The ES40DC, ES44DC, ES44AC, and the newest, ES44C4 are part of the new General Electric Evolution Series of diesel locomotives. Since the late 1980s GE was able to grab the lead from Electro-Motive Diesel (then part of GM's Electro-Motive Division) and the company truly cemented itself in first place during the 1990s with highly successful designs such as the C40-8/W, C44-9W, C40-9W, and the AC4400CW. Combined these units literally several thousand examples. Today's Evolution models simply followed the builder’s Dash 9s and were designed to offer just as much horsepower as conventional diesels but by burning much less fuel and in turn producing fewer emissions. For the first several years of cataloging Evolutions GE offered them in only two models, the ES44DC and ES44AC, save for the special ordered and de-rated ES40DC. However, just recently the company unveiled more an "old school" design, the A1A-A1A ES44C4. Currently, only one railroad has purchased this model.
The General Electric Evolution Series was designed to meet the EPA’s Tier 2 requirement of emissions standards and is powered by a GEVO 12-cylinder prime mover. This new engine was the first complete redesign of a GE diesel dating all of the way back to the Universal series of the 1960s and 1970s. Since that time the company's locomotives had a featured an FDL prime mover, upgraded over the years to include more horsepower and improve efficiency. Normally, unless special ordered, GE's locomotives came equipped with 16-cylinder engines. However, as a way to meet the EPA's requirements, the company is now able to achieve the same horsepower rating of 4,000-4,400 (such as what was found in the C44-9W and AC4400CW) using just 12-cylinders. The models General Electric has introduced using this power plant are quite similar to the models they replaced save for this one difference.
ES40DC: Rated at 4,000 horsepower using DC traction this model replaced the C40-9W model (also rated at 4,000 hp using DC traction). The C40-9W was a special request by NS wishing to have a locomotive that offered just slightly less horsepower than the standard design. NS began taking delivery of this design with a standard cab in 1995 known as the C40-9. A year later it began acquiring the wide cab version and altogether wound up with more than 1,200 by the time GE ended production in 2004. As of today, NS owns a little over 200 ES40DCs. The locomotive uses GE's latest traction motor, the model 752AH that can produce 142,000 pounds of starting tractive effort and 109,000 pounds continuous.
ES44DC: Rated at 4,400 hp using DC traction this model replaced the C44-9W model (also rated at 4,400 hp using DC traction). The C44-9W was a very popular locomotive cataloged between 1994 and 2004. It purchased by several roads like the SP, Chicago & North Western and CN. However, the BNSF found the model most suitable, purchasing more than 1,600 examples. Today's ES44DC has been purchased by BNSF, CSX, and CN which total around 1,100+ examples. Once again, BNSF has been the largest buyer picking up nearly 850 units. The locomotive is virtually identical to the above ES40DC save for its increased horsepower using the now standard 4-cycle and 12-cylinder GEVO prime mover.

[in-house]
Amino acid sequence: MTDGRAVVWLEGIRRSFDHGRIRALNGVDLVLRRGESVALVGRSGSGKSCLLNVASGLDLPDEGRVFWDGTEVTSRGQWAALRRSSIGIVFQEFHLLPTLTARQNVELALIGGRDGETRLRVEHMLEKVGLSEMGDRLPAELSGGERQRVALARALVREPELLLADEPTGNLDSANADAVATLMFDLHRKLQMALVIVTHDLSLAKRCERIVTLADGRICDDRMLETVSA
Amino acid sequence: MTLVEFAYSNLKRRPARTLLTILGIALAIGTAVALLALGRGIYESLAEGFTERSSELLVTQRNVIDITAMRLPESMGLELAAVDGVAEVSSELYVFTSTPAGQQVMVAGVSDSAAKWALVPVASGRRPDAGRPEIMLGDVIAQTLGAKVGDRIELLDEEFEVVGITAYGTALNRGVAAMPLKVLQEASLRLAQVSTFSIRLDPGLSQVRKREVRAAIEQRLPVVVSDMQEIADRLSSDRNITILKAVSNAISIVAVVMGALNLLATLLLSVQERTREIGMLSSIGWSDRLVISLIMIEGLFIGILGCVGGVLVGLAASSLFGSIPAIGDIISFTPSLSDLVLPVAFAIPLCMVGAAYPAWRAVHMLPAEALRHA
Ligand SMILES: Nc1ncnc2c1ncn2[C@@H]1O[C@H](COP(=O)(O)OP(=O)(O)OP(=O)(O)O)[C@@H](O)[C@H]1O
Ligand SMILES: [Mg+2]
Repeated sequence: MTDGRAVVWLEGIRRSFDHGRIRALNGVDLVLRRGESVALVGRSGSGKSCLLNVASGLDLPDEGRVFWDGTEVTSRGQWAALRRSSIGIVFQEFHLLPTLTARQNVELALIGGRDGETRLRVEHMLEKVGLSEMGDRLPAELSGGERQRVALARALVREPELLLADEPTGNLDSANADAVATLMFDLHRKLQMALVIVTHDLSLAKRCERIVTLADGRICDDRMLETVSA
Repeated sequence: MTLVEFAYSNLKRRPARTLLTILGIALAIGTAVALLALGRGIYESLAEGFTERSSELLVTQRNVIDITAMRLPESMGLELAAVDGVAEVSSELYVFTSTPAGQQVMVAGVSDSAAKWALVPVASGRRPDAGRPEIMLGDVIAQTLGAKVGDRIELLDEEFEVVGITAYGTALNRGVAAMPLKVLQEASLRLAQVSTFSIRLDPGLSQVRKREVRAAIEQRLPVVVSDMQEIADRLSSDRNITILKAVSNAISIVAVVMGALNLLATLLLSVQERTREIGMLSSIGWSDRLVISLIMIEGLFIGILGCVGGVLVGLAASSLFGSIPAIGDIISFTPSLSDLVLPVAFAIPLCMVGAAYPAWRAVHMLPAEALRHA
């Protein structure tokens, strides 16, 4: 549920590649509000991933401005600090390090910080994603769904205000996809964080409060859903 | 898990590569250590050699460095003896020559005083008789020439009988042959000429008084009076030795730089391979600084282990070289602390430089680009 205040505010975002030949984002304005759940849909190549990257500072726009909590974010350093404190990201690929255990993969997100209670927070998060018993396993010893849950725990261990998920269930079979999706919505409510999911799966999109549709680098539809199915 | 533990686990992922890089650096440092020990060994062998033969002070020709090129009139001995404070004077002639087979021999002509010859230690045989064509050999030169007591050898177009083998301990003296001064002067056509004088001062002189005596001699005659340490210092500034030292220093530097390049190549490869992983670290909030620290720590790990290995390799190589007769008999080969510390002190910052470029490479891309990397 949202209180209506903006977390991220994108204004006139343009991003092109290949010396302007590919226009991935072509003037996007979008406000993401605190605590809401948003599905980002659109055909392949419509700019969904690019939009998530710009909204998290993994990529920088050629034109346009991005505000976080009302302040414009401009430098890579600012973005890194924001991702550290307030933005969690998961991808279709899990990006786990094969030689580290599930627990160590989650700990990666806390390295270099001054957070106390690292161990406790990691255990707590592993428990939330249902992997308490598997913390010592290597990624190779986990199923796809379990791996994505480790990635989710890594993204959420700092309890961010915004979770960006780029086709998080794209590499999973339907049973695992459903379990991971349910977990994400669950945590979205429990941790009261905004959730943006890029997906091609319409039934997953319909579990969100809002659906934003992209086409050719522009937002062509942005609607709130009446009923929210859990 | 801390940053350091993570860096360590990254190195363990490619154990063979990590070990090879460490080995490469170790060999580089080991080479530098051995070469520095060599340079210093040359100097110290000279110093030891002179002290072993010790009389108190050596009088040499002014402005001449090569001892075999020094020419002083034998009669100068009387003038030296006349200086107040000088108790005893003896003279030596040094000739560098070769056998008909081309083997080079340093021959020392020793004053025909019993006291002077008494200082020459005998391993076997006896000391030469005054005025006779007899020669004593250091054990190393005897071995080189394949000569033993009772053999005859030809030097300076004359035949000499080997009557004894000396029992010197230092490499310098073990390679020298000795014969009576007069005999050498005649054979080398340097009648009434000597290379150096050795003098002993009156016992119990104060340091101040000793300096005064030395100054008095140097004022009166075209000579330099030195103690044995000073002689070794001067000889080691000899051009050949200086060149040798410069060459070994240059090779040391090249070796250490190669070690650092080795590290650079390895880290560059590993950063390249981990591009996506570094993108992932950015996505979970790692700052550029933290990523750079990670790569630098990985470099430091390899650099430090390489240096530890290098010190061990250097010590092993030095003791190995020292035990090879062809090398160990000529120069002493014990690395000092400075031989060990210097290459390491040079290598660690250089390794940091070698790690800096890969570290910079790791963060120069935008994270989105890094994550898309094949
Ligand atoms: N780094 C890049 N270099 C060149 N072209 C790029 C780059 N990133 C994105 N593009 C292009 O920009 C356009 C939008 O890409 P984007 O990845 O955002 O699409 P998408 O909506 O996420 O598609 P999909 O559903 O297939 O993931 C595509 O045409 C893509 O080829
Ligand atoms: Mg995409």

ES44AC: Rated at 4,400 hp using AC traction this model replaced the AC4400CW (also rated at 4,400 hp using AC traction). The AC4400CW proved to be General Electric's most popular current day locomotive, selling nearly 2,600 examples to nearly every Class I in the country. Railroads came to love the locomotive's incredible tractive effort for use in heavy drag service. Additionally, GE's models have become well liked for their reliability and ability to take a beating in main line service.
Apparently, the success of the AC4400CW has carried over to the ES44AC as it is currently GE's best selling locomotive in production. Internally, the locomotive is quite similar to its direct current counterparts using a 12-cylinder GEVO prime mover and model B13B2B traction motors. However, it offers much more tractive effort; 183,000 pounds starting and 166,000 continuous. To date, the standard ES44AC (which CSX labels as ES44ACHs due to their high tractive effort) has sold nearly 2,300 examples, including its variant the ES44ACi (for Kazakhstan Temir Zholy and Mongolia National Railways).
Thus far the ES44AC has sold to Arcelor Mittal, CSX, CP, Cemex, BNSF, Ferromex, Iowa Interstate, Kansas City Southern de Mexico, NS and UP. It should also be noted that other variants of GE's Evolution Series include the ES44DCi for Rio Tinto (Australia), ES40ACi for Egyptian National Railways and MPRI of Egypt, ES40ACdbi for Libyan Arab Railway, ES58ACi for the Carajas Railroad Brazil, and the ES59ACi for the Chinese National Railways. All model of the General Electric Evolution Series are C-C designs (six axles) and so far appear to be selling quite well for GE, even a regional carrier as placed an order for the ES44AC model.
ES44C4: The latest design offered by GE, or perhaps just an experimental model, depending on how one may interpret it. Thus far, only BNSF has purchased this locomotive, 48 units in all. The design uses an A1A-A1A truck setup, meaning that the center axle is not powered. It is a type of locomotive that has not been offered for decades although locomotives like EMD's E series and the American Locomotive Company's PA model regularly used the setup. It was also offered in a few first generation freight road switchers but the design most all but abandoned by the time second-generation models began entering production in the 1960s. The ES44C4 featuring AC traction motors featuring 4,400 horsepower using GE's latest model GE B13B2B traction motor. At this time, the tractive effort ratings are unknown although with two less traction motors it is obviously rated below the ES44AC.Home › Diesel Locomotives › Evolution Series